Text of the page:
Okay, seriously, this is turning out to be a roller coaster of a year for the GOP. First, they lose the presidential election. Then, they lose two potential party front-runners (Sen. John Ensign of Nevada and Gov. Mark Sanford of South Carolina) to extramarital affairs, but that’s not all. Now Sarah Palin is stepping down as governor of Alaska. This may seem like Christmas Day for most liberals (assuming liberals still celebrate Christian holidays), but a Republican can’t help but wonder what has happened.
On her back lawn, in a very folksy manner, Palin offered up several reasons for her resignation while dropping subtle hints about her future ambitions. After expressing a desire to protect her family and its finances, both of which have been significantly drained in an attempt to escape ethics probes, she stated her determination to further advocate for issues that are important to her, such as national security and energy independence.
Honestly, I applaud the hockey mom for her desire to protect her family: things were getting a bit hairy between her and David Letterman for a little while, not to mention the huge uproar about her pregnant teenage daughter. It’s been a rough patch for her and her family. But the pressure has not only been coming from national sources. Ethics complaints had been raised against Palin for the firing of a public safety commissioner who had been reluctant to dismiss a state trooper. It later surfaced that the trooper in question was involved in a divorce with Palin’s sister, creating a potential conflict of interest on the governor’s part. Palin reportedly spent over $500,000 in an attempt to clear her name of these allegations, so you can imagine the family is a little strapped for cash right now. (Perhaps she could sell her McCain campaign wardrobe…)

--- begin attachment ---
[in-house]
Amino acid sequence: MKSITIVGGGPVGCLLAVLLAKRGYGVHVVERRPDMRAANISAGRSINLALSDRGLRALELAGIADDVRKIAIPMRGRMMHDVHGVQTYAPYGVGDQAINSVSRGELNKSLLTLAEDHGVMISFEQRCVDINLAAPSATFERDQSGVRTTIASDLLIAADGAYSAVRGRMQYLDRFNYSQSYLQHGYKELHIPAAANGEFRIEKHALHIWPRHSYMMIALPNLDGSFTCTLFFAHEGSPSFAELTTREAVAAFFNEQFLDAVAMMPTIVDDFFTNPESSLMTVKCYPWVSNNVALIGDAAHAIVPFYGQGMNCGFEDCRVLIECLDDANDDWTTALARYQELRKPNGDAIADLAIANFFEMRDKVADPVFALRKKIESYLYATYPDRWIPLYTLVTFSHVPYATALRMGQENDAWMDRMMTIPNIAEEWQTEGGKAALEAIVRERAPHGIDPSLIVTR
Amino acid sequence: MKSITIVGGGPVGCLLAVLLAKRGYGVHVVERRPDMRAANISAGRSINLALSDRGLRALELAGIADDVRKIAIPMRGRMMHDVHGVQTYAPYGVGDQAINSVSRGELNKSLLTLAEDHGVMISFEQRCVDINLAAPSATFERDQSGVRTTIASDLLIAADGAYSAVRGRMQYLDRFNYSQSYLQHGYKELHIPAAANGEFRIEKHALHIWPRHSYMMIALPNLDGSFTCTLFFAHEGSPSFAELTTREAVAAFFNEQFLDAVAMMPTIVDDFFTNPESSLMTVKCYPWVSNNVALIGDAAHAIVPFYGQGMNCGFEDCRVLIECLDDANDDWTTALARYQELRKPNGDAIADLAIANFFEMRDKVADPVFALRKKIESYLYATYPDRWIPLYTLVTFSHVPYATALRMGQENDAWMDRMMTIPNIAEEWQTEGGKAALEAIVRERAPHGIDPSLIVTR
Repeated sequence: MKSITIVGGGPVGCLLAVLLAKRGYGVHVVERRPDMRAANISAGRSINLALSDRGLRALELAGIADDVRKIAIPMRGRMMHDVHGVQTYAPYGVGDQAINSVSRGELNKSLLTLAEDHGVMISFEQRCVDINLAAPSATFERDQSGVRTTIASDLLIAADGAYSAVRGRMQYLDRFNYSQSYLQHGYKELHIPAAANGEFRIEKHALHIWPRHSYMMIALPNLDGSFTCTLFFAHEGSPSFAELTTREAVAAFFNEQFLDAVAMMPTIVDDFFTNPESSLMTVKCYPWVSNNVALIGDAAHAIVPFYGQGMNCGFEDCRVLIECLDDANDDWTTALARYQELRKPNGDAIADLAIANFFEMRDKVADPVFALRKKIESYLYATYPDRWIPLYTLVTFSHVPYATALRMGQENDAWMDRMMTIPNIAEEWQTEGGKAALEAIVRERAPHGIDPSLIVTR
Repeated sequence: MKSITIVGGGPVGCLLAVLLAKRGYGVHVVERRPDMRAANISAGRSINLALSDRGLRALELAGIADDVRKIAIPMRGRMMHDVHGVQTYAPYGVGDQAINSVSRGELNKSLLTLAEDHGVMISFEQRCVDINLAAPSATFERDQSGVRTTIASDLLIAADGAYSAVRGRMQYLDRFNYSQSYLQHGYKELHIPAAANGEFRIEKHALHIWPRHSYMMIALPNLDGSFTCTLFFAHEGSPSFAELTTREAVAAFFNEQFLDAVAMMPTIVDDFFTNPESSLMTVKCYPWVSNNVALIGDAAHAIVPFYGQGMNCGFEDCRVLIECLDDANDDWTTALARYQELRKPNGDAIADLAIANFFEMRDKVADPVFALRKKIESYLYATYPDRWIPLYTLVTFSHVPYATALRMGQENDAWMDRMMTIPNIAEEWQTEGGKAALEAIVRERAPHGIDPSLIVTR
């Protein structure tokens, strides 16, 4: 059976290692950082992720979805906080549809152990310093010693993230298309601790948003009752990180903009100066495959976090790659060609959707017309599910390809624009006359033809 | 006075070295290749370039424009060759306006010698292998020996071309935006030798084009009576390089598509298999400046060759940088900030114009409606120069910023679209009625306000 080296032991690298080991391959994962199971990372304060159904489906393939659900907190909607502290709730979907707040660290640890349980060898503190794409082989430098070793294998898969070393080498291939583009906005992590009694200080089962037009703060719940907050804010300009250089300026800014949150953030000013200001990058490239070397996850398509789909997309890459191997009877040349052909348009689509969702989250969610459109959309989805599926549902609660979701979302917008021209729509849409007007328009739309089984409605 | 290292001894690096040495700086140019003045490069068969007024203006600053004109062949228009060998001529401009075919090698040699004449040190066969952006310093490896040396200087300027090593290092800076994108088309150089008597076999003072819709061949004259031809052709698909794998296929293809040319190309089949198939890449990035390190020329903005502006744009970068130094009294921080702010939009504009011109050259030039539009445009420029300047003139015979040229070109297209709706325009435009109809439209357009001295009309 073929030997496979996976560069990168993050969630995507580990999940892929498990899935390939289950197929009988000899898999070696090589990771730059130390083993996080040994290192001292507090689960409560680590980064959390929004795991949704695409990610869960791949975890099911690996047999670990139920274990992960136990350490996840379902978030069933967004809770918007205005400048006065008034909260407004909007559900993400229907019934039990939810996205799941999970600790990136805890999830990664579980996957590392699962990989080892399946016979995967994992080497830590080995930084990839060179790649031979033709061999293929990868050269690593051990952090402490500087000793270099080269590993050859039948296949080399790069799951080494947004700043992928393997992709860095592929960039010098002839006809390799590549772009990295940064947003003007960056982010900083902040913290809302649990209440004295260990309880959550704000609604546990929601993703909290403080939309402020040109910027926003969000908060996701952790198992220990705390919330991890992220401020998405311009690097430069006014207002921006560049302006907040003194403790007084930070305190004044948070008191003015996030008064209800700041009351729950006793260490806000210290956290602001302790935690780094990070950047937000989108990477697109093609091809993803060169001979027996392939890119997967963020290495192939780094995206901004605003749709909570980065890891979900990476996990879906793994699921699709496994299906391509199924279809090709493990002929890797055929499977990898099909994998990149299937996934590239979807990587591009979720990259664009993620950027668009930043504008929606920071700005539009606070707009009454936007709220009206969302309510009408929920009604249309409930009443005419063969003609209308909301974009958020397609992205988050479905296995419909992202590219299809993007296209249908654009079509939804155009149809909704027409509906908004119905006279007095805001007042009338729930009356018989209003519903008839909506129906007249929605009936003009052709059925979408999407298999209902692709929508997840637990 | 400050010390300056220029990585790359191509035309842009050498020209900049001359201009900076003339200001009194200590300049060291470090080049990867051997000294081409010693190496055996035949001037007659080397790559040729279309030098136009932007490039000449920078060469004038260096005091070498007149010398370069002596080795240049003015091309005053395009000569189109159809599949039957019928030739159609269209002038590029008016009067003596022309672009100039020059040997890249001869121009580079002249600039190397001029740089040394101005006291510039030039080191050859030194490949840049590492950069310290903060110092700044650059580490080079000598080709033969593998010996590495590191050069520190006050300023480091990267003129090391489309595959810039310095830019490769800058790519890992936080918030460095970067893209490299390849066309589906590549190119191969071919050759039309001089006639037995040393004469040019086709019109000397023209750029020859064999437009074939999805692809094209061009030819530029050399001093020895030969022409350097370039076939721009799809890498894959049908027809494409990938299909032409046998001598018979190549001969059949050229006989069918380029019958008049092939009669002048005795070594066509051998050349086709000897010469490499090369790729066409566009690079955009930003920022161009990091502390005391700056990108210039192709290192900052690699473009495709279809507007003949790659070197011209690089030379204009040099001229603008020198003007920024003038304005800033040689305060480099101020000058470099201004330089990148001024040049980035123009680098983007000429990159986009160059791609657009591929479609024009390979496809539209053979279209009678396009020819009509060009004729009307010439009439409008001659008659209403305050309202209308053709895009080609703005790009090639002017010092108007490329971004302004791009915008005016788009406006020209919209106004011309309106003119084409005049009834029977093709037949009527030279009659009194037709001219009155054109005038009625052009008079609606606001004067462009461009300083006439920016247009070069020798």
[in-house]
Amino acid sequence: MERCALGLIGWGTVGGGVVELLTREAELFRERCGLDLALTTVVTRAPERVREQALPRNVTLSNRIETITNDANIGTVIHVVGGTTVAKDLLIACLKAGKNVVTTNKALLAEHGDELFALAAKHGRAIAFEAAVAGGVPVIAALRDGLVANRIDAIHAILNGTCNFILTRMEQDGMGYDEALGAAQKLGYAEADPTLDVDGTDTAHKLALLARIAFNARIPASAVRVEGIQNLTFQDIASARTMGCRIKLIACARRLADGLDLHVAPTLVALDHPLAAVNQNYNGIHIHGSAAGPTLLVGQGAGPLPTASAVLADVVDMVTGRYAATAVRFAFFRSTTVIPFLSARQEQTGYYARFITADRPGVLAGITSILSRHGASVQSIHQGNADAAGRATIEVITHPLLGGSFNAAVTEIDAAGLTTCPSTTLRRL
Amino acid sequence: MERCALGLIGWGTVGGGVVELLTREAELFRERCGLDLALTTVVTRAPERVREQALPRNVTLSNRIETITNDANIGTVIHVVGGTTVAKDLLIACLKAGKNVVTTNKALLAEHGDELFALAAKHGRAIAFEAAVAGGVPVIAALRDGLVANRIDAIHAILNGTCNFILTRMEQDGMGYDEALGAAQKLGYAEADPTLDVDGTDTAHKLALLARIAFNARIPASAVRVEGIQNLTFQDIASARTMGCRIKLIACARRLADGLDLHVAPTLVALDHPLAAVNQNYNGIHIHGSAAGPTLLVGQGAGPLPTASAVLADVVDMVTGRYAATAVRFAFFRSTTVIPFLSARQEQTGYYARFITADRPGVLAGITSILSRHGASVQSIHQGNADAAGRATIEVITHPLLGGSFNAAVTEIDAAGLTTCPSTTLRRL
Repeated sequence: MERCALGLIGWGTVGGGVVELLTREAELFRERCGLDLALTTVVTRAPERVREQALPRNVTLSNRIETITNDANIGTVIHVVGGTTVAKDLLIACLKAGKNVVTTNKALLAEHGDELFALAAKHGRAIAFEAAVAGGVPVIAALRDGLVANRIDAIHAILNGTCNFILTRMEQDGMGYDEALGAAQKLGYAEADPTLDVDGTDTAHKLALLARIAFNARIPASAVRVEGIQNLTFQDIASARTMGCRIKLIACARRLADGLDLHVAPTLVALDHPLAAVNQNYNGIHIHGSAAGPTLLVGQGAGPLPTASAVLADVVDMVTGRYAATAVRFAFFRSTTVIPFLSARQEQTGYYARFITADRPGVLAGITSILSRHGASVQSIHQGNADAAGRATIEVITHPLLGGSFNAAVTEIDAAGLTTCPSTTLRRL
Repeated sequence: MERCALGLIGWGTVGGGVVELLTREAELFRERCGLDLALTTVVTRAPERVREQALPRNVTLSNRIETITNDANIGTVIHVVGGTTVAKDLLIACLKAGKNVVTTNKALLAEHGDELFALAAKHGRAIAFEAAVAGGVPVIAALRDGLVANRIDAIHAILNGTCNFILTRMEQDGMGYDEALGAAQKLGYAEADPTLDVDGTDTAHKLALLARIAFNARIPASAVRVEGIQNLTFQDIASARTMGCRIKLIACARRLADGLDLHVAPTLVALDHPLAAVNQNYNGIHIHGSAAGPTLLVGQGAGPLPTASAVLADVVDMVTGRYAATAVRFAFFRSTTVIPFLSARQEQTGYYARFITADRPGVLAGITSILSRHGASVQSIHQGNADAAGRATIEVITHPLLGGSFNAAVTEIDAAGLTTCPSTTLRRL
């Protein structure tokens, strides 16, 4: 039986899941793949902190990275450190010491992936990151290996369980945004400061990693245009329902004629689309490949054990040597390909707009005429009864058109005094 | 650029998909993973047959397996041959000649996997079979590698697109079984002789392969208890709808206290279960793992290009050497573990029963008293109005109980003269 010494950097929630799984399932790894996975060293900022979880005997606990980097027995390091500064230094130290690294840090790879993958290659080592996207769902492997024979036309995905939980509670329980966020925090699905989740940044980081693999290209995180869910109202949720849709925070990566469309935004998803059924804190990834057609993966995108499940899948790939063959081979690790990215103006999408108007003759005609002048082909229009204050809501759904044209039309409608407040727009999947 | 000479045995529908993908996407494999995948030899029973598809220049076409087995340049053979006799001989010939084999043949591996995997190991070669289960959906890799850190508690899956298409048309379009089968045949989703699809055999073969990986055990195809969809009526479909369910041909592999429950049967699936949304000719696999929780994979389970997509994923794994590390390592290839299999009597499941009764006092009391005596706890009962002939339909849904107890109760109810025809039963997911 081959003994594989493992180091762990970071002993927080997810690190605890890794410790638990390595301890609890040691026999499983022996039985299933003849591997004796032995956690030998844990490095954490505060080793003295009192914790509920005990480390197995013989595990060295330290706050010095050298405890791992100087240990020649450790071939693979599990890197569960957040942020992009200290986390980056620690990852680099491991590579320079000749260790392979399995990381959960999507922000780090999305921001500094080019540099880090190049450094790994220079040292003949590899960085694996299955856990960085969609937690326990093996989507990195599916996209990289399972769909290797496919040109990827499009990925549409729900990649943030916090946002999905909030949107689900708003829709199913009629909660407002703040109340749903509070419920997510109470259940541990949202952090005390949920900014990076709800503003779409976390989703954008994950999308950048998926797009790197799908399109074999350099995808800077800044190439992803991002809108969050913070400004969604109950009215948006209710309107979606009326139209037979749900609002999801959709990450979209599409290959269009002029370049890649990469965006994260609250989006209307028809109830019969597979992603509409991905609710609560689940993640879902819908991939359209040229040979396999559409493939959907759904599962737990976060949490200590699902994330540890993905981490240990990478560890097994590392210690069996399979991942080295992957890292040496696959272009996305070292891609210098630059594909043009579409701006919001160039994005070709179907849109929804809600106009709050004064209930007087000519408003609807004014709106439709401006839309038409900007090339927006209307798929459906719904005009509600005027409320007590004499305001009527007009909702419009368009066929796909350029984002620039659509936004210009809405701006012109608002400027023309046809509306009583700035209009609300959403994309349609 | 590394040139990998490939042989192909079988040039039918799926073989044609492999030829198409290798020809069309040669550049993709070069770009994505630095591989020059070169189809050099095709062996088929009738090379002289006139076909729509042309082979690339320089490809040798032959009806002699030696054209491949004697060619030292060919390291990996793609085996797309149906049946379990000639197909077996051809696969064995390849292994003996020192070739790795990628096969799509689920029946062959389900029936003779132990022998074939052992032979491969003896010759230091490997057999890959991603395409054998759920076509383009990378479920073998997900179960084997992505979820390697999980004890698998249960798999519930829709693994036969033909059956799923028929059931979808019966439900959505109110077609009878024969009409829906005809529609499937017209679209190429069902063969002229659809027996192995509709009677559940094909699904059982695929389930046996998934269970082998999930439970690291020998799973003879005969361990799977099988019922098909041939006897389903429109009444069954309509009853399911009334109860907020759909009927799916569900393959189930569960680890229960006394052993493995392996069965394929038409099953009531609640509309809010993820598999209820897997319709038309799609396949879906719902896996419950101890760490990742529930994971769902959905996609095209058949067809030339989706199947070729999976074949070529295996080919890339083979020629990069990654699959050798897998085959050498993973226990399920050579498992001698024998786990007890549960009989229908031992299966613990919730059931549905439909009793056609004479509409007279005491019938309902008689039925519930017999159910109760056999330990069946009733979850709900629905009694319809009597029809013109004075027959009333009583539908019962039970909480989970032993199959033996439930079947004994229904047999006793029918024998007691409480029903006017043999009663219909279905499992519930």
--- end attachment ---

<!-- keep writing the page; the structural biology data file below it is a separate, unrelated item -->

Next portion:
Nick Ayers, executive director of the Republican Governors Association, told Fox News (the source of all truth and goodness) that Palin “wants to spend more time campaigning for candidates.” Well, if you ask me, how much credibility could she bring to a campaign? She is a definite “mover and shaker” as far as politicians go, but what will people think of someone that just gave up mid-term because the job was just too difficult?
I hope there is no one (especially Sarah herself) that is thinking the former governor should still run for the presidency in 2012. Her decision to resign speaks volumes about her problem-solving abilities: things got rough and she quit. She didn’t regroup. She didn’t finish out her term. Nope. She quit. Thank goodness Abraham Lincoln, George Washington and half a dozen other presidents chose otherwise when things got rough for them. As you and I both know, the presidency requires a great measure of sacrifice and dedication, even at the expense of family time. A candidate must be willing and able to hoe to the end of their row. I think Sarah Palin just removed herself from that category of viable presidential hopefuls.
Granted, if she has her family’s interests at heart, then a resignation is justified; however, her intentions to work in other areas of the political arena that may be even more demanding cast suspicion over such claims.
With Palin’s stated intention to continue as a public figure, it’s hard to see how she will be protecting her family at all. If, in fact, she follows through with her decision to help other candidates, she will be exposing herself and her family to not only national criticism, but also to local criticism from individual states. Furthermore, she just freed herself of her biggest obligation and time-filler: the governorship of Alaska. She will now be very much available to attend different venues and events around the country that will be far more time-consuming and infinite in number than all her duties as governor combined.
As always, you are the umpire in this situation. You make the call.
Jess Jones is a conservative political columnist for Rhombus. He doesn’t seem to be a huge fan of Sarah Palin’s decision-making skills.
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